May 1st protests in Puerto Rico have become a symbol of economic instability. The island has faced economic stagnation for almost two decades and the austerity measures imposed by the unelected Fiscal Oversight Board have worsened conditions. The board, which was set up seven years ago by Congress, is shaving off public pensions and other benefits, while frequent power outages, foreign investors buying properties and evicting locals, and island development projects have added to the problem.
Many individuals have joined the May 1st protests for different reasons. Luz Elena Sánchez, a former counselor at the University of Puerto Rico, is protesting against significant budget cuts that her university is facing. Natalia Anaya Luna, an artist and translator, is protesting against foreign investors buying properties in Puerto Rico and evicting locals. She says that the island has become a vacation and retirement place for white, wealthy Americans, while the cost of living for locals is rising.
Milton Santiago Rodriguez, a retired high school Spanish teacher, is protesting against his meager pension. His monthly pension of $1,228, or about $14,700 a year, is not enough to cover his expenses. Cynthia Rivera Sanchez and Adrian Maldonado Rodriguez, students at the University of Puerto Rico, are protesting against budget cuts that limit the number of professors and courses available at the university. As tuition fees rise, they have to juggle classes and paid work outside of school.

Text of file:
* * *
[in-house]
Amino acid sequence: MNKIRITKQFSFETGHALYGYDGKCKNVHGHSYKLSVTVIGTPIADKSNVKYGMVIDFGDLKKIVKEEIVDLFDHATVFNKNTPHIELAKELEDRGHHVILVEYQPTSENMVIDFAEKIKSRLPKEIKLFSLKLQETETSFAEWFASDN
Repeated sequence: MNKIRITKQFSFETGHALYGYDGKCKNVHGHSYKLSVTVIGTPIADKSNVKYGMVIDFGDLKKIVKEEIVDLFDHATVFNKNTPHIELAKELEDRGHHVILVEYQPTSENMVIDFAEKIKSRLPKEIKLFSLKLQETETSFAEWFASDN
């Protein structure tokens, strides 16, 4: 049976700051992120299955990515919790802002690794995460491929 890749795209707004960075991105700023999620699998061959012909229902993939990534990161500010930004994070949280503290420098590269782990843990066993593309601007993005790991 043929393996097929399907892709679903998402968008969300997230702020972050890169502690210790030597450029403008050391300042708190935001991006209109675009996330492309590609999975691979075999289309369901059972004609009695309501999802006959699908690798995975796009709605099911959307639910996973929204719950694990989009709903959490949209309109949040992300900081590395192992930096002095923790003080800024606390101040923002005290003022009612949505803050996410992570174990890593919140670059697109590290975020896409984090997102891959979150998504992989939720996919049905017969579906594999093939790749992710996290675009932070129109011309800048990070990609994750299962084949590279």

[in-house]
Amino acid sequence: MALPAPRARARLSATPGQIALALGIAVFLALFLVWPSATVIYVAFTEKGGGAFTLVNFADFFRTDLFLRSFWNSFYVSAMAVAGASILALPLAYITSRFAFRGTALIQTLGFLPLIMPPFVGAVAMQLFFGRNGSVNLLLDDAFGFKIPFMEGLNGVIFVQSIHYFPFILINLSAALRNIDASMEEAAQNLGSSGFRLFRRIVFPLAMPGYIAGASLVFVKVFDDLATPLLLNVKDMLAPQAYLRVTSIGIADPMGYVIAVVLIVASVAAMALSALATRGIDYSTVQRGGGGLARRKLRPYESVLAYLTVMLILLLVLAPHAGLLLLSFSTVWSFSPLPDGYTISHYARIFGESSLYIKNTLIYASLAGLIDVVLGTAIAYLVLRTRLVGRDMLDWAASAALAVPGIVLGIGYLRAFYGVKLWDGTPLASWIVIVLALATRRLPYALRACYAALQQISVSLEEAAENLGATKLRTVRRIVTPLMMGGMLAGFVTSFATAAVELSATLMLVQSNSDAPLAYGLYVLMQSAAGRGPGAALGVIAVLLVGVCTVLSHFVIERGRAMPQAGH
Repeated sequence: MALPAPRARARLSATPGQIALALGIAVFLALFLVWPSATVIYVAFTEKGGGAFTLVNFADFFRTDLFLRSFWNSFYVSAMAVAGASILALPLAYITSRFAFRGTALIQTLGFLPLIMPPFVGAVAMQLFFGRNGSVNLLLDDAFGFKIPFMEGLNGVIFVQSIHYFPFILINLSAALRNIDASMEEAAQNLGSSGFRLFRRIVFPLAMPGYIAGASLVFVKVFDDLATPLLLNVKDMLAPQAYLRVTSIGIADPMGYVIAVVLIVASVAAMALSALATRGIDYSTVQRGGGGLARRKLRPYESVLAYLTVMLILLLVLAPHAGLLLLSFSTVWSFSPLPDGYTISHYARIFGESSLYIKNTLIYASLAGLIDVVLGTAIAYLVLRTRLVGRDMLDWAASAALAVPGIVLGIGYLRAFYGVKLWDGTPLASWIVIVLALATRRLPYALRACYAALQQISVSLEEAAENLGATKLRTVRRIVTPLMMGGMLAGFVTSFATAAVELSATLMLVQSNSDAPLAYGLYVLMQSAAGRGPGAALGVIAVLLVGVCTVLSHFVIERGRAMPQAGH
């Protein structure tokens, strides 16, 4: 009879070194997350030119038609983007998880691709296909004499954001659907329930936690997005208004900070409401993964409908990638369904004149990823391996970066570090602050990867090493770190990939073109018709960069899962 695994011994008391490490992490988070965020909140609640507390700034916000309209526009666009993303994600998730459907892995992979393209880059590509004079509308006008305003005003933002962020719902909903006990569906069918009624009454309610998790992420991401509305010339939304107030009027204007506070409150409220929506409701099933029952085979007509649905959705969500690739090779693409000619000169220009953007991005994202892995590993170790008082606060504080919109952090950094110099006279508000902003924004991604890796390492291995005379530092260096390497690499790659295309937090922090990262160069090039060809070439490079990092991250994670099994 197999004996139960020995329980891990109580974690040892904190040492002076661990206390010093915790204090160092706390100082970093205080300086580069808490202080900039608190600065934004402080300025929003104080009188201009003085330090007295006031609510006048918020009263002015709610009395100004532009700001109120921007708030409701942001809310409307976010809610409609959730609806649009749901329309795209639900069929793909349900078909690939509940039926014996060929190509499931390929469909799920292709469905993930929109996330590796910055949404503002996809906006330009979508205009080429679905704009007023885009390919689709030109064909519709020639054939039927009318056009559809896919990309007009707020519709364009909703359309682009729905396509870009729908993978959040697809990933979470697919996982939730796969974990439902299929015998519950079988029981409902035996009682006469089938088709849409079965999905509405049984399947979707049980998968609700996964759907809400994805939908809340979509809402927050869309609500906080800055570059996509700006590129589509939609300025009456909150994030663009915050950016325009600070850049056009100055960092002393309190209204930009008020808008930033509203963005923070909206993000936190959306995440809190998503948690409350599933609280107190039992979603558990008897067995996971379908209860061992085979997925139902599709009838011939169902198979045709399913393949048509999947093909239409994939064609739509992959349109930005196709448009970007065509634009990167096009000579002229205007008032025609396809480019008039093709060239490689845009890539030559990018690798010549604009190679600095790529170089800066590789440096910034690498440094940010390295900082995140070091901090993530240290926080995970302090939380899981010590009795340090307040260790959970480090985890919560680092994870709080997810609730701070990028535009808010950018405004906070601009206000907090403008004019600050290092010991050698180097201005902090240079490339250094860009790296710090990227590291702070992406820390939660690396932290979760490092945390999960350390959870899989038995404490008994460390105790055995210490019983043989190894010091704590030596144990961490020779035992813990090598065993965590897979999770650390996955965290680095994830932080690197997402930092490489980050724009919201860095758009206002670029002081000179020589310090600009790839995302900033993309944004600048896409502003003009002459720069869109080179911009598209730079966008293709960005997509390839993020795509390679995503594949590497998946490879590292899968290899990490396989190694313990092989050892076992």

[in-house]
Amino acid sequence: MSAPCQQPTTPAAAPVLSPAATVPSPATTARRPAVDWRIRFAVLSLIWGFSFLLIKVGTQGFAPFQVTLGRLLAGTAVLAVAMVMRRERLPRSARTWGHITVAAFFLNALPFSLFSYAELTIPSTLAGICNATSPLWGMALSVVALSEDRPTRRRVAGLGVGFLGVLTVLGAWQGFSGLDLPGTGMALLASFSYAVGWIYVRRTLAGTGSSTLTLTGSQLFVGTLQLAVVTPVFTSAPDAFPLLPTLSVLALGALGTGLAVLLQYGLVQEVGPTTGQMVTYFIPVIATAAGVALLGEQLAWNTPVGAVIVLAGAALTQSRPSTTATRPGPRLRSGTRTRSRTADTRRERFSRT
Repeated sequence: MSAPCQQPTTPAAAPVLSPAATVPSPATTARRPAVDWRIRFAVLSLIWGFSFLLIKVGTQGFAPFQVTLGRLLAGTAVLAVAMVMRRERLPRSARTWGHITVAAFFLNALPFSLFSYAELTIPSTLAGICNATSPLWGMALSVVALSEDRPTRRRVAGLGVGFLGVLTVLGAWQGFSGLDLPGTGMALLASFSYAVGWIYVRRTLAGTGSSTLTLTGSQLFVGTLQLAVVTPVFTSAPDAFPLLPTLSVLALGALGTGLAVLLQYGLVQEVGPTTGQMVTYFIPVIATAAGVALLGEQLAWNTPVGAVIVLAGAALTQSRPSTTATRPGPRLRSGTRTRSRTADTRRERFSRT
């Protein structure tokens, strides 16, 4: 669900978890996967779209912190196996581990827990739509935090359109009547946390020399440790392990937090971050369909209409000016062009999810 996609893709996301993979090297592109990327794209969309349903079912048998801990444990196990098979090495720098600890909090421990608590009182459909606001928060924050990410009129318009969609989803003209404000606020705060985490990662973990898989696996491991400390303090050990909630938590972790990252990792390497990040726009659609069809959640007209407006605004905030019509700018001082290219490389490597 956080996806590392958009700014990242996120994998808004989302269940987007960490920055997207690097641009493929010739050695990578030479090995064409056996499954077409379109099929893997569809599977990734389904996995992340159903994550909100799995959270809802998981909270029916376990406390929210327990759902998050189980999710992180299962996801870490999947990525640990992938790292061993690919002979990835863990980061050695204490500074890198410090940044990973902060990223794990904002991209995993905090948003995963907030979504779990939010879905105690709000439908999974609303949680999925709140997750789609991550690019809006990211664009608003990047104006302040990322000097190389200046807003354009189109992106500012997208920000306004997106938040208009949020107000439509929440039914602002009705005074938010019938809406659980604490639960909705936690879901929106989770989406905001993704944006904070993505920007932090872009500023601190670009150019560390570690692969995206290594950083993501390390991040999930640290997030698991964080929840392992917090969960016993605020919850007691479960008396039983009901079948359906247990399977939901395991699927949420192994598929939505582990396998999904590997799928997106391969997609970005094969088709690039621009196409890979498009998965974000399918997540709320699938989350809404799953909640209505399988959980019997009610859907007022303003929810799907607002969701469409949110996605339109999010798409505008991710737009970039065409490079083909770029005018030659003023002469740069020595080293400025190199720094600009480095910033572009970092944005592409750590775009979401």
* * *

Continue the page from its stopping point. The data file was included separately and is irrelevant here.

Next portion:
Marta Rodriguez Garcia, a psychiatrist with $200,000 in student loans, understands why doctors in Puerto Rico leave the island to work where they can make more money. She and Hiram Rodriguez Torres, an internist, are protesting against insurance company policies that negatively impact patient care. Dr. Rodriguez Garcia wants to continue practicing on the island and provide psychiatric services without going through an insurance company. She wants patients to donate as much as they can, depending on their situation.